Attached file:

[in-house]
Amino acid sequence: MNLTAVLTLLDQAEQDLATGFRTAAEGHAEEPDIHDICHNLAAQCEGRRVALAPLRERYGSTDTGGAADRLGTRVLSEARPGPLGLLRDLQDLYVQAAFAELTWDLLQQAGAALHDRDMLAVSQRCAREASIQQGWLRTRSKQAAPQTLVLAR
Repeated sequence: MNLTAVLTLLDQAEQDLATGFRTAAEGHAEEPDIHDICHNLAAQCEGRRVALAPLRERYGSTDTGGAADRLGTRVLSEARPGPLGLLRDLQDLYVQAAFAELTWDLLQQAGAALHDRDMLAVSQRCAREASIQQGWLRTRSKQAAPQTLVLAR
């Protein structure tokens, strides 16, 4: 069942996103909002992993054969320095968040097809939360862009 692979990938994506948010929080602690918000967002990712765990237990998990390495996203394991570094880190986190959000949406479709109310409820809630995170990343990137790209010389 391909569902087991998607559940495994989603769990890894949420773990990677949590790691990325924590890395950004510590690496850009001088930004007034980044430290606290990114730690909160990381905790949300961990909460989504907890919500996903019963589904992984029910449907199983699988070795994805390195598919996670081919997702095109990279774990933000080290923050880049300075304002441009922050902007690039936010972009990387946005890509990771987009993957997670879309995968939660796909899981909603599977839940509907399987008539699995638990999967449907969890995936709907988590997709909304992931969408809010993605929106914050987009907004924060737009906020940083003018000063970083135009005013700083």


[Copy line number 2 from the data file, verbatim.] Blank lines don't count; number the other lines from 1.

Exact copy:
Amino acid sequence: MNLTAVLTLLDQAEQDLATGFRTAAEGHAEEPDIHDICHNLAAQCEGRRVALAPLRERYGSTDTGGAADRLGTRVLSEARPGPLGLLRDLQDLYVQAAFAELTWDLLQQAGAALHDRDMLAVSQRCAREASIQQGWLRTRSKQAAPQTLVLAR